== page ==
Ministers have been accused of “aggravating” the suffering of Windrush citizens after admitting only one person has been helped by a hardship scheme set up for those affected.
In the government’s latest Windrush update, Sajid Javid said that of 16 people who had requested support under the special hardship fund, created in December, five had been declined, 10 were still under consideration and just one had been approved.
Lawyers warned that as a result of delays and difficulty receiving pay-outs, people who had been identified as having been wrongly targeted by immigration controls had fallen into destitution.
Yvette Cooper, chair of the Home Affairs Select Committee, said the fact that the fund had only helped one person was “shocking” and urged the home secretary to urgently review the operation of the scheme so that people are not “further let down”.
In one case, a woman who was brought back to the UK after being wrongly removed from the UK was told by the Home Office that she should go to a charity shop to get a fridge and a cooker.
Jocelyne John, who had lived in the UK for 53 years before being removed to the Caribbean, had to wait for more than six weeks to receive assistance, according to her solicitor.
In another case, Vernon Vanriels, who was brought back to Britain in September, has been left waiting to receive help two months after requesting assistance to buy winter clothing and equipment to return to boxing coaching.
His solicitor, Jacqueline McKenzie of McKenzie Beute and Pope, said that despite a “very modest” sum being approved by the scheme for Mr Vanriels, he had received nothing except a letter stating that he needed medical evidence to show that he was fit to do boxing coaching.
The hardship scheme was set up in December, six months after the committee recommended its creation. Meanwhile, a separate compensation scheme that has been promised by the Home Office is still not in place.
Ms McKenzie said: “I’m concerned that we’re told one thing is happening but the practice appears to be very different. These delays are aggravating features of people’s pain and suffering, and are really inexplicable.”
Ms Cooper claimed the statistics from the home secretary “simply didn’t match” the hardship the committee has observed among Windrush citizens who have been wrongly targeted by immigration enforcement.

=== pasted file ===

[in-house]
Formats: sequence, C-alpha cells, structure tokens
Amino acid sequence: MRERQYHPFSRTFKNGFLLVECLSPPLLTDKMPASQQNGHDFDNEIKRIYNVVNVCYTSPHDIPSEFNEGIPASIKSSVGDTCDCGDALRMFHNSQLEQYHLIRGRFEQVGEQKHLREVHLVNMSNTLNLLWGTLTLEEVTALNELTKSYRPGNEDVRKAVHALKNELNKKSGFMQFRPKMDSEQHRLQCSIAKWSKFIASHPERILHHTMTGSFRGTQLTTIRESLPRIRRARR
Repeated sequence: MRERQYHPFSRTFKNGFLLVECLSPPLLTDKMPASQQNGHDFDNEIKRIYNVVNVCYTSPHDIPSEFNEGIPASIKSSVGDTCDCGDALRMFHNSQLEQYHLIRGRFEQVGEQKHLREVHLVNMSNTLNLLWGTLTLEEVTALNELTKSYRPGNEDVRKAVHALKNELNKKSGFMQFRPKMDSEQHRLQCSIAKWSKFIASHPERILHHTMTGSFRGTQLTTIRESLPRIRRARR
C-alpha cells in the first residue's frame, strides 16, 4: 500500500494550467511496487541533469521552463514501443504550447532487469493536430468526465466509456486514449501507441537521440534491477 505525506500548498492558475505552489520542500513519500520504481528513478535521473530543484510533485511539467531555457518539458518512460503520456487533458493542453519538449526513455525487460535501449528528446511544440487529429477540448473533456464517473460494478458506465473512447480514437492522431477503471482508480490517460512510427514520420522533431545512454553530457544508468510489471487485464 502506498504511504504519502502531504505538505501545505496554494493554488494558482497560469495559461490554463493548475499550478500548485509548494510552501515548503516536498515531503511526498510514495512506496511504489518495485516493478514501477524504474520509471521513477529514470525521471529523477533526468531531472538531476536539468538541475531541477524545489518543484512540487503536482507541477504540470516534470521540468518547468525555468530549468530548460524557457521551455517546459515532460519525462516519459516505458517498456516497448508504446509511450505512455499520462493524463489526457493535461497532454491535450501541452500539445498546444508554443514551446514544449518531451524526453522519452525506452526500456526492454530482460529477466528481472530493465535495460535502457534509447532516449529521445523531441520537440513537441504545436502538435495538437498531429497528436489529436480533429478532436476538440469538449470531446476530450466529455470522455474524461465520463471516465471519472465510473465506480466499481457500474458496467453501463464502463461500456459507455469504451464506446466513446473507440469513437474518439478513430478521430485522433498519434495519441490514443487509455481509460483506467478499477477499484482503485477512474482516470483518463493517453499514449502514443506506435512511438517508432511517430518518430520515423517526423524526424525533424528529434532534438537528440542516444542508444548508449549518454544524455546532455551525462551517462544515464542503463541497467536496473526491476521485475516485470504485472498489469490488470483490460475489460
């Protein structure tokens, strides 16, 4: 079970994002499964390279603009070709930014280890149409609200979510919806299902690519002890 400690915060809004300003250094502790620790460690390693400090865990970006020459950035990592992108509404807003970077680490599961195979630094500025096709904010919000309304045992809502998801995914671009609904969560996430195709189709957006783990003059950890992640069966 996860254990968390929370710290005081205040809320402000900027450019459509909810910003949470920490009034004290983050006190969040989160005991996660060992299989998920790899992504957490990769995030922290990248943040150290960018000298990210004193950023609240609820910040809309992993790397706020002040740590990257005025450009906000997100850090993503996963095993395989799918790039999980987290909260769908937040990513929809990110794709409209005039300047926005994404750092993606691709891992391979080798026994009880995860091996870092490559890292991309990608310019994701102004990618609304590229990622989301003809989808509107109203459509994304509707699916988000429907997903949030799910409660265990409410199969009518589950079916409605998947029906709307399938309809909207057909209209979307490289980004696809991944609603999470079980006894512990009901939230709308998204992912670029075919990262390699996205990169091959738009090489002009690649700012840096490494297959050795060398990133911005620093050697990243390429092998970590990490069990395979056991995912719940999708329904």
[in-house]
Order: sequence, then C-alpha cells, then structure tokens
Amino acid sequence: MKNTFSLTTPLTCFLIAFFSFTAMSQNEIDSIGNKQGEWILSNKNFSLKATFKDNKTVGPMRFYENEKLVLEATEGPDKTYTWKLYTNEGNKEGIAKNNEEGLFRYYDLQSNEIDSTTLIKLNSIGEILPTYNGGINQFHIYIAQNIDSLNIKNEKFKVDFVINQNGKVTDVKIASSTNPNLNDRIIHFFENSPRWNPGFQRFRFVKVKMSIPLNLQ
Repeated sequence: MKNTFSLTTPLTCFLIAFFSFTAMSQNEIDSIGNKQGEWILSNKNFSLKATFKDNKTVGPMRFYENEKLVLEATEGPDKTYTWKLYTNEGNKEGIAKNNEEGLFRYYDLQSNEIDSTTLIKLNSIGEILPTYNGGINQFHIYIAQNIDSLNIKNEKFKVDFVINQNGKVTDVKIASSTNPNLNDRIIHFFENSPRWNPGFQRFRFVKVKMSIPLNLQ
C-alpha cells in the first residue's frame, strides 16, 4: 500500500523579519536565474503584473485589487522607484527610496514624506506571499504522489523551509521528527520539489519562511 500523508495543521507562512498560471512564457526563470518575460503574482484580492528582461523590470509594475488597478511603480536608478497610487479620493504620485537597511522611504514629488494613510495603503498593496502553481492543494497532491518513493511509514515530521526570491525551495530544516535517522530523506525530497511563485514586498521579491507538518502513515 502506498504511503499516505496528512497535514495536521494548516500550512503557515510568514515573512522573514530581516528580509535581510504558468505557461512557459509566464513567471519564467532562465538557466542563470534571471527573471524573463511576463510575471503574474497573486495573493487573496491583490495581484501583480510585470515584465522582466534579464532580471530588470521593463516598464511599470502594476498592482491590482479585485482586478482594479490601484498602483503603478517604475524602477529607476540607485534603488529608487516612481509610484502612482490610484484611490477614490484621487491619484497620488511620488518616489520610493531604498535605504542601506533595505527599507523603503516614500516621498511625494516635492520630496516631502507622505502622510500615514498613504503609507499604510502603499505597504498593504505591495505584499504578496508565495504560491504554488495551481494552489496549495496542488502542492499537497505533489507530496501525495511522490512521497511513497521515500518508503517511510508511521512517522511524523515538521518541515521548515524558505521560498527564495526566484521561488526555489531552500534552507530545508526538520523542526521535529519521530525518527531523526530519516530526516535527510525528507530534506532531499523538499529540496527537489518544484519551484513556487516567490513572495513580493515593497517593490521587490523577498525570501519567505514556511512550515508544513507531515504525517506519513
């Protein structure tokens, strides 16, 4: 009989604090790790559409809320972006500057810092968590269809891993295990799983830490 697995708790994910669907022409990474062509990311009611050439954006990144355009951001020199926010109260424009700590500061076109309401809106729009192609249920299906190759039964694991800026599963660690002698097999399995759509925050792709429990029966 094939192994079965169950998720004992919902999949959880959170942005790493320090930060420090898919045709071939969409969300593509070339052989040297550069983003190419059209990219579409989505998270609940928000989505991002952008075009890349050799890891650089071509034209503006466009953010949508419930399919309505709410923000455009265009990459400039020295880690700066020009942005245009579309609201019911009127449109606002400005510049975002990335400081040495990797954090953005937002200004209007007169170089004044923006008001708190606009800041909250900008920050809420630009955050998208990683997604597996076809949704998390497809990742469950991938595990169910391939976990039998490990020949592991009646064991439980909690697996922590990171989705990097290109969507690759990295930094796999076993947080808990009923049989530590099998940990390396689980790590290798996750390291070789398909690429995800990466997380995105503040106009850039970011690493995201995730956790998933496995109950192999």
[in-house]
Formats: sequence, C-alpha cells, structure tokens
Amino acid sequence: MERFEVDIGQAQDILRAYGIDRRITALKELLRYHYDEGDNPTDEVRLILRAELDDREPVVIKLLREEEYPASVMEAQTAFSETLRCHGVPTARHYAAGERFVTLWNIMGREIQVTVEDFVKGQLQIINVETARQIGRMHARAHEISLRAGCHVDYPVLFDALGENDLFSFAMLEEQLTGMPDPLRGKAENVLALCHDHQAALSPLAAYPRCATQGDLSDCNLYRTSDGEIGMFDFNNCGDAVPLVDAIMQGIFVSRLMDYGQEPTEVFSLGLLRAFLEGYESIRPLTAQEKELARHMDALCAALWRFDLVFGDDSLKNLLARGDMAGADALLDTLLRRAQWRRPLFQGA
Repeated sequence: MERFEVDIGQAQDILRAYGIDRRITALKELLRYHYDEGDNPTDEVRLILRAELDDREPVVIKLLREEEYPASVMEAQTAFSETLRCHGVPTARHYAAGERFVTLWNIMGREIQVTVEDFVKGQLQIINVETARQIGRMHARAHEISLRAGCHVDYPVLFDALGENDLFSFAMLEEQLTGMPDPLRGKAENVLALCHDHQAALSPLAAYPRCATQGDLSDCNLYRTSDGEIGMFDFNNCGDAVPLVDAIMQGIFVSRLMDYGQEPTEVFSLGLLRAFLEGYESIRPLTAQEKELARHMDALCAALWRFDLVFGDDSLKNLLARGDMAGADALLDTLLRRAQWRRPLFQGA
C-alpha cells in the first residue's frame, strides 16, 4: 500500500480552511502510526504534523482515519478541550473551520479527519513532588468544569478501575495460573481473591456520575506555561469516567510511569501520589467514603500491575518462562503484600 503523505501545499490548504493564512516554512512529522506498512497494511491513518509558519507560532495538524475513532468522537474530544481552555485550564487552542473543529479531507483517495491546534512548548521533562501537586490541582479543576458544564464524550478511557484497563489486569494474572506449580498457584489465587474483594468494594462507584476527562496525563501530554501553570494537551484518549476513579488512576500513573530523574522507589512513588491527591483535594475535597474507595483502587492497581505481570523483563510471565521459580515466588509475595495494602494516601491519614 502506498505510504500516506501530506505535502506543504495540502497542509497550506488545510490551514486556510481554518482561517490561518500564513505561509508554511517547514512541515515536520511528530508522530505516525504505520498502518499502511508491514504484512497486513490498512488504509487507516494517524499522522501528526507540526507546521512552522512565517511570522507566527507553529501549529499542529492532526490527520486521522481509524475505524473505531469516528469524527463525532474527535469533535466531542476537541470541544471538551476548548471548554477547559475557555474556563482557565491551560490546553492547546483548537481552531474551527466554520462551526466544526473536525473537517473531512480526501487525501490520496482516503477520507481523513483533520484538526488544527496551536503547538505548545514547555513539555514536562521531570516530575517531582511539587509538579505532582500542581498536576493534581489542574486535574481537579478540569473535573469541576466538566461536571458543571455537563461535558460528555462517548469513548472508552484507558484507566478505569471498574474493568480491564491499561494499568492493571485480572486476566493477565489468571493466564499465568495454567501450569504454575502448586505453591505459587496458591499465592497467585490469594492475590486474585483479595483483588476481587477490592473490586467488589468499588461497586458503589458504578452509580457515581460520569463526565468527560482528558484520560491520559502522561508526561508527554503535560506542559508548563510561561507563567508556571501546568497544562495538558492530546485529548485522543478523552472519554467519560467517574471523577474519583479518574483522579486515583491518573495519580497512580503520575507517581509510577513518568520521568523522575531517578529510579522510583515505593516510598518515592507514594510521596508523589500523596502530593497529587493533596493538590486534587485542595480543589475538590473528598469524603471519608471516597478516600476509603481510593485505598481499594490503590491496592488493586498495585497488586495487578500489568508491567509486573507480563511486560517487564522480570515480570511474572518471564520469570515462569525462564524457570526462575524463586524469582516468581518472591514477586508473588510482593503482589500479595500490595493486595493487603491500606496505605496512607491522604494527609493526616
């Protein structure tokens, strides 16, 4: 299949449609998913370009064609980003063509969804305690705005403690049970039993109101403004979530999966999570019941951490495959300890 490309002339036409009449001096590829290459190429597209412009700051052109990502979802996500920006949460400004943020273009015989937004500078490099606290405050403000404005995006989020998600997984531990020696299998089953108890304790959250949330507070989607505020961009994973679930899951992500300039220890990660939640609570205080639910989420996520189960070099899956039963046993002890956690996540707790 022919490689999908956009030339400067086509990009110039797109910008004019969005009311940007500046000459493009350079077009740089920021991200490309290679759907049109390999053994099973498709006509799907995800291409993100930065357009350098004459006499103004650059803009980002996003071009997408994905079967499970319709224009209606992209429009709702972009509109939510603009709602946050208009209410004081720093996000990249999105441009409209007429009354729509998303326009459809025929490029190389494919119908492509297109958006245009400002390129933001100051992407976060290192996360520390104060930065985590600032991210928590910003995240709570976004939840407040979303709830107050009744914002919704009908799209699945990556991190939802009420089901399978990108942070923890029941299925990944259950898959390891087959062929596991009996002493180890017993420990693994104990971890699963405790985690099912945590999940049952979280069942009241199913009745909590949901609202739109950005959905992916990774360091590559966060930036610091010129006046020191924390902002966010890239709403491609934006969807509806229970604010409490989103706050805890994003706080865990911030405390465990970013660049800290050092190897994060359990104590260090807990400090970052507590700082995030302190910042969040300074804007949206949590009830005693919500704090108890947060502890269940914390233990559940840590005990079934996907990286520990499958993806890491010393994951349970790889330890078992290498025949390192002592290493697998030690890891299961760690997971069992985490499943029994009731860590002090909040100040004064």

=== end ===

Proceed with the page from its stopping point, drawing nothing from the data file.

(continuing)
“While the compensation scheme is still not up and running, the Home Office should be making every effort to support Windrush citizens, alerting people to support that’s available and proactively offering it,” she added.
In the update, Mr Javid also revealed that of the 83 individuals found to have been wrongly removed from the UK, 10 have since died. The Home Office has made contact with 52, while they have been unable to contact a further 21.
More than one in five Windrush scheme decisions have failed to be made within the Home Office’s two-week target, the update showed. The Independent revealed last year that delays in the process had prevented people attending family funerals and heightened their anxiety.
Overall, a total of 2,453 people have been given documentation confirming status. The majority were from the Caribbean islands, with the second most common nationality from India (107) and the third Nigeria (60).
Mr Javid said the Vulnerable Persons Team, a separate scheme designed to provide help and advice where vulnerability issues are identified, has provided support to 614 individuals, with 52 cases ongoing, and continues to receive 10 to 20 new referrals each week.
The home secretary told the committee: “I continue to believe it is important that we take a cross party-approach which recognises the most important thing we can do is ensure the wrongs which some members of the Windrush generation have faced are put right.
“I can reassure members that my department remains entirely focused on righting the wrongs experienced by the Windrush generation.”
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